Many parents share a common goal, something along the lines of, 'please let my child reach the age of majority and live a happy healthy life.'
Others, more ambitious parents, a few of them, focus on the "details."
"Food and fun"
If ever there were two words that don’t go together, then these two would be my first choice. I should have the picky eater logo tattooed on my forehead. I swear I have read every book ever published on the subject, or if not ‘swear’ as I have a tendency to exaggerate, then certainly a great many.
You see I am the mother of a neophobe, a person who eats less than 20 foods.
What does this mean?
Well……when did you last see a child [or adult?] who had a meltdown at the prospect of eating an ice-cream, or a chocolate chip cookie, or chocolate or candy……? Do those children exist? Yes, they surely do.
The first step towards helping your child expand their diet is to relinquish control. Control must be passed to the child without reservations, although hesitation and doubt is permitted.
The second step in any successful de-sensitization plan is to extinguish the connection between ‘food’ and ‘eating.’ This is where ‘food is fun’ comes into it’s own.
For many people ‘food’ is fearful because it has to be eaten. Therefore, if you do not have to eat it, there is the possibility of extracting fun. Once fun has been extracted, by fair means or foul, food is no longer the enemy. When food is no longer the enemy there is the hopeful possibility that additional consumption might become a reality.
I can see ‘doubt’ writ large, but I can promise you that this approach will help make meal times less traumatic. There may not be very much more eating, but less trauma is definitely worth fighting for.
So where to start?
This will depend upon your child and you are the one that knows them best.
I can catalogue an endless campaign of ways to play with your food, some that will be familiar and others that are a little more obscure, but the ability to touch the food with hands should never be under-estimated. The inability to hold a utensil can be put on the back burner.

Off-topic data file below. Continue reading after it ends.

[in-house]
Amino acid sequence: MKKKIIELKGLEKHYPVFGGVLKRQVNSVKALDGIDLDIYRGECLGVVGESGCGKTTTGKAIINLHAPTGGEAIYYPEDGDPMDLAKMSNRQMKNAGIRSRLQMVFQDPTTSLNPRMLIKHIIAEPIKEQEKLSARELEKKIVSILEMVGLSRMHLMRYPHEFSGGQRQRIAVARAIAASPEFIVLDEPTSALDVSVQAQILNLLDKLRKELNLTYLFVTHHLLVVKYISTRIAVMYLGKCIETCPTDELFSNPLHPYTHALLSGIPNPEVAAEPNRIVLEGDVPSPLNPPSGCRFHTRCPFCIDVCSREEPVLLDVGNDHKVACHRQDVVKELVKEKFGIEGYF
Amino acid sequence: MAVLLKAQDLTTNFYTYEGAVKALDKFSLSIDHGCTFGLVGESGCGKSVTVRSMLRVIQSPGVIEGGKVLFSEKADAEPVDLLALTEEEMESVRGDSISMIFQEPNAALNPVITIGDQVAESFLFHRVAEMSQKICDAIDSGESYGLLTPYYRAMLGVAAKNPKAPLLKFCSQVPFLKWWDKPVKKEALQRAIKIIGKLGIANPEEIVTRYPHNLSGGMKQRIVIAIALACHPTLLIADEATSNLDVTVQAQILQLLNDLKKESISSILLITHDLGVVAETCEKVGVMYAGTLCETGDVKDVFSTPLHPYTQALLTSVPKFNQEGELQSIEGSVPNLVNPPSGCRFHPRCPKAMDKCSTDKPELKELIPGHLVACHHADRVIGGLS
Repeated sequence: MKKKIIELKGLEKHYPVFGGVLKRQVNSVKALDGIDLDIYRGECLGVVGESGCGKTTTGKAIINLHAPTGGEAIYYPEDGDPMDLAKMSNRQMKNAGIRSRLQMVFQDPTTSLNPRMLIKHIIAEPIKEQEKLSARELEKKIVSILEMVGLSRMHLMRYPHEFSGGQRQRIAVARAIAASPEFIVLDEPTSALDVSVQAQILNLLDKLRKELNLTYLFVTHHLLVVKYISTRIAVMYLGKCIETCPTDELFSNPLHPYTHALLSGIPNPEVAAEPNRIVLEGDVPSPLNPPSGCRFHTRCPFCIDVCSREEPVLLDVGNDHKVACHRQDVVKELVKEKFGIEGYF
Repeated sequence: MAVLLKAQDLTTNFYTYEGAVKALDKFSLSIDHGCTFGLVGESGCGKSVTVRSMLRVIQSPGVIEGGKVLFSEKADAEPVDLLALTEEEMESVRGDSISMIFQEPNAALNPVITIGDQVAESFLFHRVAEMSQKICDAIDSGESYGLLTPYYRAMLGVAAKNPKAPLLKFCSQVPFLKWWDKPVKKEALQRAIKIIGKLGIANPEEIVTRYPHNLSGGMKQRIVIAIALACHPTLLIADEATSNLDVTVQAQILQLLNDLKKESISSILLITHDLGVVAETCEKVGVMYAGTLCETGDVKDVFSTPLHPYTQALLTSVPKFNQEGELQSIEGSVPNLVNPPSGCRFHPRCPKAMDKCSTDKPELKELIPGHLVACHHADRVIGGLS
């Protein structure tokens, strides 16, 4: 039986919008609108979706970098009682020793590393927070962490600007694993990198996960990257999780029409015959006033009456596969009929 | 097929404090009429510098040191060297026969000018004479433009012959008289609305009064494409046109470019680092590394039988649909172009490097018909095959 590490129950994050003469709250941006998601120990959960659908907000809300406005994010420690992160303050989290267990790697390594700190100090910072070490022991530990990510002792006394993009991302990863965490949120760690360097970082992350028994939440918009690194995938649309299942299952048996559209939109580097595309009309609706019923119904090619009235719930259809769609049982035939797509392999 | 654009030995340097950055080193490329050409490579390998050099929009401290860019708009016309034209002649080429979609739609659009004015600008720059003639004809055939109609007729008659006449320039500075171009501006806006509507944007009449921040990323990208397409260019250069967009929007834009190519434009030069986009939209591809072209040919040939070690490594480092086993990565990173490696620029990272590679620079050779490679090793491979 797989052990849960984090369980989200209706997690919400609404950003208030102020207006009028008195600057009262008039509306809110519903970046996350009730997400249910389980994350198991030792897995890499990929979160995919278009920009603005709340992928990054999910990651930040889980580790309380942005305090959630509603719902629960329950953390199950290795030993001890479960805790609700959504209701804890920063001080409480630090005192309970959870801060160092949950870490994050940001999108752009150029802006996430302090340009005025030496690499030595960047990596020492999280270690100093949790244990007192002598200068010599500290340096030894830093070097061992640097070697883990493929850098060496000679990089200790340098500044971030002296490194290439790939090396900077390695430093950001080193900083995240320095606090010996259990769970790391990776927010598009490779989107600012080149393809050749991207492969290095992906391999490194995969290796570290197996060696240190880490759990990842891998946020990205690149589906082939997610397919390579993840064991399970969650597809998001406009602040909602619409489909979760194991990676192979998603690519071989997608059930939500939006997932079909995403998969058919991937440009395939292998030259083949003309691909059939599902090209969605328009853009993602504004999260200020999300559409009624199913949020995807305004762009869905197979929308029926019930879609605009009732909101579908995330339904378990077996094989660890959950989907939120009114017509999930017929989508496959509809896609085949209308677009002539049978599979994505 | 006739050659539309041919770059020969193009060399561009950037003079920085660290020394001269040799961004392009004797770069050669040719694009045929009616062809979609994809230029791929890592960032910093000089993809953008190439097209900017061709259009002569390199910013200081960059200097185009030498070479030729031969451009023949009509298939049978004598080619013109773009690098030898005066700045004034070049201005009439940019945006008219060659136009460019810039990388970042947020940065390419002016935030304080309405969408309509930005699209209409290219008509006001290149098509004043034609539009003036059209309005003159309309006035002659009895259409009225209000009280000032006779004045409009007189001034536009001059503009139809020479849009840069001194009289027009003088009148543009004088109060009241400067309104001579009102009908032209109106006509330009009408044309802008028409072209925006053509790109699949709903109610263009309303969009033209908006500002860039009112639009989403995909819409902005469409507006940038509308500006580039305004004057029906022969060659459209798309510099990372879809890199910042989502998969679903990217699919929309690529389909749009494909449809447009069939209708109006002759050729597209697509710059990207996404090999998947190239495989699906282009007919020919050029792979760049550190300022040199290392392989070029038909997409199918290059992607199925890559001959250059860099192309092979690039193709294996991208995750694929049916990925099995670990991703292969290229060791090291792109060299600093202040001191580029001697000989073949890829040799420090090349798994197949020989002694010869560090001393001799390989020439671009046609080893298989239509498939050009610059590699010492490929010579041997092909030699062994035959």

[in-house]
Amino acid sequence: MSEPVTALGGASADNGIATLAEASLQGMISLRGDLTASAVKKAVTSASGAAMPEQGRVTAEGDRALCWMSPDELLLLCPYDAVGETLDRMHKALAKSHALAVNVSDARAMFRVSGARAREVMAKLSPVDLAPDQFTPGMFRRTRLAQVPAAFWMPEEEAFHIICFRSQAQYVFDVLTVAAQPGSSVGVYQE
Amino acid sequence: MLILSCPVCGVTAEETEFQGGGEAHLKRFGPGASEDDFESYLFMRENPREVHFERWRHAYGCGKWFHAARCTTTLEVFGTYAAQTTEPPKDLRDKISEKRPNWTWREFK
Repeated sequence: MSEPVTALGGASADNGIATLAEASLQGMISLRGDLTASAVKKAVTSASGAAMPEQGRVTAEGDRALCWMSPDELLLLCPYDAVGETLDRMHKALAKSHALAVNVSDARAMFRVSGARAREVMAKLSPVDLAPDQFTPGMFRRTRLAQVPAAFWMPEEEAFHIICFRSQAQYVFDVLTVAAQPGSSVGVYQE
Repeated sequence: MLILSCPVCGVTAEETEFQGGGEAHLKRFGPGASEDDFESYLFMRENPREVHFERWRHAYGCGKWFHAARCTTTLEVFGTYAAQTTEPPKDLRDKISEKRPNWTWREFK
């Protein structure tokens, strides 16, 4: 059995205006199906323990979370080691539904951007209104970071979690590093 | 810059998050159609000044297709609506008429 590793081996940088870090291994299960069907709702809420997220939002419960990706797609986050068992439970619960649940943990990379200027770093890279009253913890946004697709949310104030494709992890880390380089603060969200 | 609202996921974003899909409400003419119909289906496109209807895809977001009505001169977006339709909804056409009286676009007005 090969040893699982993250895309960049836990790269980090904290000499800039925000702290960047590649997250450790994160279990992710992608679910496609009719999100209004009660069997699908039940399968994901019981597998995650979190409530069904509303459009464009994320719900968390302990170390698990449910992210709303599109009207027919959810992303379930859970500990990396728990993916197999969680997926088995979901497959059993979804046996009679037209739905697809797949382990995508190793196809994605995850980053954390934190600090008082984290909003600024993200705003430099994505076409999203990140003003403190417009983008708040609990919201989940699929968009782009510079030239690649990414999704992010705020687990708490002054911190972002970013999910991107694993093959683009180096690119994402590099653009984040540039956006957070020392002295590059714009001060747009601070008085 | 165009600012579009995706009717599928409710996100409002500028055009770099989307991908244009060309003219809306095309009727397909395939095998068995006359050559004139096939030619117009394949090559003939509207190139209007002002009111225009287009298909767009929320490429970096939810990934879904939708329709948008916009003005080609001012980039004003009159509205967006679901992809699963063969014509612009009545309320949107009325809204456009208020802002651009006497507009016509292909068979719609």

Bear in mind that the food, whichever you choose, may look horrible, smell disgusting, feel abhorrent and sound revolting when it is cut or squished. This is because food involves ALL of our senses.
I could write more, several volumes in fact, but I shall leave you with a selection of photographs that suggest a few of the endless possibilities available to us and our children, on their journey to accepting that food is our friend and starvation must be staved.
First we learn to tolerate touching the food.
Although some are easier than others.
We have a jello theme here = dino rescue!
No it's not a disgusting vegetable it's a toothbrush.
It's one thing to touch it with a finger, quite another to hold it..... count to three before you chuck it!
It's the basic principle that counts.
It's one thing to hold jello, quite another to hold a genuine vegetable but we will generalize or bust.
Practice with something safe.
Is this real? No there's Nutella smeared on the other side, but we still make contact!
Apple bobbing in Lemonade, might just take the edge off.
Ultimate control, every neophobe should have at least one. This was probably the hardest step for me and the most important one for him because it gave him real control. A designated 'spit' bowl means that once the food is in his mouth, he is able to reject it. No-one will force him to swallow. The inside of our mouths, surely the most sensitive area, where a mouth ulcer the size of a pin head feels like an unexploded bomb. That first assault on those thousands of receptors is a challenge of taste, texture and temperature with every new food. With continued exposure, repetition, the new food loses it status as new, becomes more familiar and may eventually be eaten.
From 3 to 17 foods in four years.............
.........desensitization is a work in progress, the trick is to make the 'work' fun!
My good pal "Kristina" from "Autism Vox" suggested we pass this on to any interested parties...........
This is Josh Levy, Managing Editor of "Change.org," a social action blog network that just launched more than 12 blogs last month covering issues such as global warming, homelessness, and genocide. (You can see the full list here: "www.change.org"/causes).
I wanted to get in touch because we're preparing to launch an autism blog next month and I was hoping you might know of someone that would be good for the position.
We're looking for someone who is knowledgeable, passionate about the issue, and who can blog like a pro. The position is part-time and paid ($1000/mo).
I've pasted a job description below. I'd really appreciate it if you would consider forwarding it to anyone you think might be interested. We'd also love it if you would consider posting a short announcement on your blog; we're trying to reach out to as many people in the autism activism community as possible and I'm hoping this is something your readers might be interested in.
Thanks so much for the help!